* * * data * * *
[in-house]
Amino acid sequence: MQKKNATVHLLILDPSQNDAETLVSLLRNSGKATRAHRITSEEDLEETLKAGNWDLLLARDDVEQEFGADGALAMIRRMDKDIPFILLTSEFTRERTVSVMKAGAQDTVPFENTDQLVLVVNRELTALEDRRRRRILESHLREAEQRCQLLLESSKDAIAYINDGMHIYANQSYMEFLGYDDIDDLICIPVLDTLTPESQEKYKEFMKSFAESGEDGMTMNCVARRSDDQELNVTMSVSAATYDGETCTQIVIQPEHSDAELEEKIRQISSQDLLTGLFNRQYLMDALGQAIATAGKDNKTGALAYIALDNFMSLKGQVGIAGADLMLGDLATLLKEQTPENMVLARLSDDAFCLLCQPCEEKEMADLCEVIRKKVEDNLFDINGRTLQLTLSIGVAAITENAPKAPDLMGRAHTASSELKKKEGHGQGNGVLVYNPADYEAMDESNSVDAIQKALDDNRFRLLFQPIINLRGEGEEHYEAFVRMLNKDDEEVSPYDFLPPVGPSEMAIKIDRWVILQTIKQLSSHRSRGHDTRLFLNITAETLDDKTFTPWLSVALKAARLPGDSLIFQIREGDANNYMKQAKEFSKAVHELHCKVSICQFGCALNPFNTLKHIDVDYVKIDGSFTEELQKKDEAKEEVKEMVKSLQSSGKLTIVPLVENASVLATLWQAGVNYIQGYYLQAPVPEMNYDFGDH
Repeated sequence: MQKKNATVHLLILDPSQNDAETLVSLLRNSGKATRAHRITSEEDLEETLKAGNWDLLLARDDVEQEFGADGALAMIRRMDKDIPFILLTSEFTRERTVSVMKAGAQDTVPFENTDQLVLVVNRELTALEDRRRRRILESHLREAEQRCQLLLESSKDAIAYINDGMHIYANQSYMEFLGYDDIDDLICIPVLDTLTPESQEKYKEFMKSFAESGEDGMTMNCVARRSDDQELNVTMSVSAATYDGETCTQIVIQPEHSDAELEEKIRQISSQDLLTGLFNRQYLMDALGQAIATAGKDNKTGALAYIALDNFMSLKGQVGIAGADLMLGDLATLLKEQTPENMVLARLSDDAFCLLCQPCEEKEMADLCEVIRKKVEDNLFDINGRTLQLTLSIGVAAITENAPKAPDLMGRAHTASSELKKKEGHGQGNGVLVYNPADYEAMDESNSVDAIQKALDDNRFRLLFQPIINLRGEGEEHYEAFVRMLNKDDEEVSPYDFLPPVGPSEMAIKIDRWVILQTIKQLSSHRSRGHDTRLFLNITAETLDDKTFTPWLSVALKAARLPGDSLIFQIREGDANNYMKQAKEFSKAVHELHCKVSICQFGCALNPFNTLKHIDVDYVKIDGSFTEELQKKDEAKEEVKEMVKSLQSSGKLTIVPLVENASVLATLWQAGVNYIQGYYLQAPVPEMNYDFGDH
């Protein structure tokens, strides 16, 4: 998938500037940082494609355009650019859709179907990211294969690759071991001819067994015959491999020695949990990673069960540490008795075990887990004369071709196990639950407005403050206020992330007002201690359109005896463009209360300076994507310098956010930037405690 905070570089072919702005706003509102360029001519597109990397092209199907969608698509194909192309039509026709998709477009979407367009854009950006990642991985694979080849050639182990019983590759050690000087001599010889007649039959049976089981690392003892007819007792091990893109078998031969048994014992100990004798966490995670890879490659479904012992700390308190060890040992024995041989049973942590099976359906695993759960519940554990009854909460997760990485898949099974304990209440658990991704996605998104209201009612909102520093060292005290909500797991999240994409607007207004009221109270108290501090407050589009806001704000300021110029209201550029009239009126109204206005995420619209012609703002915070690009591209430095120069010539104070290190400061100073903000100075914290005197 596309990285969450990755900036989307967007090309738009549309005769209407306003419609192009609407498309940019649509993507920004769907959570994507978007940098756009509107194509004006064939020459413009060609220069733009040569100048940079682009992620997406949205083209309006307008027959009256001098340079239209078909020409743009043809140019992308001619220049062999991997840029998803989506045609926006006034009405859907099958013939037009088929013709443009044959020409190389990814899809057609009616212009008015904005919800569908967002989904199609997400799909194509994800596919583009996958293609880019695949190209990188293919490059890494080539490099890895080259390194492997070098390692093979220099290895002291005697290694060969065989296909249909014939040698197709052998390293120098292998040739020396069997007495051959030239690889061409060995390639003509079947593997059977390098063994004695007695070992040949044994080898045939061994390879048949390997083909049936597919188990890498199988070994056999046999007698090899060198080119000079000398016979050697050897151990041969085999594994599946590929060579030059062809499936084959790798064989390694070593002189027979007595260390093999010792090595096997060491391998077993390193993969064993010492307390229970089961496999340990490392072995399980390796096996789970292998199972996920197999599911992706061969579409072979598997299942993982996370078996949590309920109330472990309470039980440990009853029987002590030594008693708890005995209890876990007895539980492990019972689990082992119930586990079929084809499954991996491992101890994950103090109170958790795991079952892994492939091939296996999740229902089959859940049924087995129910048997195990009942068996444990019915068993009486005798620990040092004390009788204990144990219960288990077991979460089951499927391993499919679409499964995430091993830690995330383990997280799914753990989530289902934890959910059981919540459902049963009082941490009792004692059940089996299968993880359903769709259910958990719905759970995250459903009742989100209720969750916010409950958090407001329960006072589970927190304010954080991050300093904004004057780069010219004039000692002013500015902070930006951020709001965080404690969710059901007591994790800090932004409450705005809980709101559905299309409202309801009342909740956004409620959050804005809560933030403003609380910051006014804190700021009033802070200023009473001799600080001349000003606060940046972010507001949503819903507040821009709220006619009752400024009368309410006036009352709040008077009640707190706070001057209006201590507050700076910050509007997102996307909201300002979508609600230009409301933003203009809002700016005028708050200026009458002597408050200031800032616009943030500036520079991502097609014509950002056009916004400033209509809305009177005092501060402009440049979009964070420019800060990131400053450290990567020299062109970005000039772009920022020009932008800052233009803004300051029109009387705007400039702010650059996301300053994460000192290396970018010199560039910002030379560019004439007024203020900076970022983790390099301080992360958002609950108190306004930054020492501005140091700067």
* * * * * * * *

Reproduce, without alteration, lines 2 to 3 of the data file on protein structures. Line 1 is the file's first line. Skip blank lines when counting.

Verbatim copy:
Amino acid sequence: MQKKNATVHLLILDPSQNDAETLVSLLRNSGKATRAHRITSEEDLEETLKAGNWDLLLARDDVEQEFGADGALAMIRRMDKDIPFILLTSEFTRERTVSVMKAGAQDTVPFENTDQLVLVVNRELTALEDRRRRRILESHLREAEQRCQLLLESSKDAIAYINDGMHIYANQSYMEFLGYDDIDDLICIPVLDTLTPESQEKYKEFMKSFAESGEDGMTMNCVARRSDDQELNVTMSVSAATYDGETCTQIVIQPEHSDAELEEKIRQISSQDLLTGLFNRQYLMDALGQAIATAGKDNKTGALAYIALDNFMSLKGQVGIAGADLMLGDLATLLKEQTPENMVLARLSDDAFCLLCQPCEEKEMADLCEVIRKKVEDNLFDINGRTLQLTLSIGVAAITENAPKAPDLMGRAHTASSELKKKEGHGQGNGVLVYNPADYEAMDESNSVDAIQKALDDNRFRLLFQPIINLRGEGEEHYEAFVRMLNKDDEEVSPYDFLPPVGPSEMAIKIDRWVILQTIKQLSSHRSRGHDTRLFLNITAETLDDKTFTPWLSVALKAARLPGDSLIFQIREGDANNYMKQAKEFSKAVHELHCKVSICQFGCALNPFNTLKHIDVDYVKIDGSFTEELQKKDEAKEEVKEMVKSLQSSGKLTIVPLVENASVLATLWQAGVNYIQGYYLQAPVPEMNYDFGDH
Repeated sequence: MQKKNATVHLLILDPSQNDAETLVSLLRNSGKATRAHRITSEEDLEETLKAGNWDLLLARDDVEQEFGADGALAMIRRMDKDIPFILLTSEFTRERTVSVMKAGAQDTVPFENTDQLVLVVNRELTALEDRRRRRILESHLREAEQRCQLLLESSKDAIAYINDGMHIYANQSYMEFLGYDDIDDLICIPVLDTLTPESQEKYKEFMKSFAESGEDGMTMNCVARRSDDQELNVTMSVSAATYDGETCTQIVIQPEHSDAELEEKIRQISSQDLLTGLFNRQYLMDALGQAIATAGKDNKTGALAYIALDNFMSLKGQVGIAGADLMLGDLATLLKEQTPENMVLARLSDDAFCLLCQPCEEKEMADLCEVIRKKVEDNLFDINGRTLQLTLSIGVAAITENAPKAPDLMGRAHTASSELKKKEGHGQGNGVLVYNPADYEAMDESNSVDAIQKALDDNRFRLLFQPIINLRGEGEEHYEAFVRMLNKDDEEVSPYDFLPPVGPSEMAIKIDRWVILQTIKQLSSHRSRGHDTRLFLNITAETLDDKTFTPWLSVALKAARLPGDSLIFQIREGDANNYMKQAKEFSKAVHELHCKVSICQFGCALNPFNTLKHIDVDYVKIDGSFTEELQKKDEAKEEVKEMVKSLQSSGKLTIVPLVENASVLATLWQAGVNYIQGYYLQAPVPEMNYDFGDH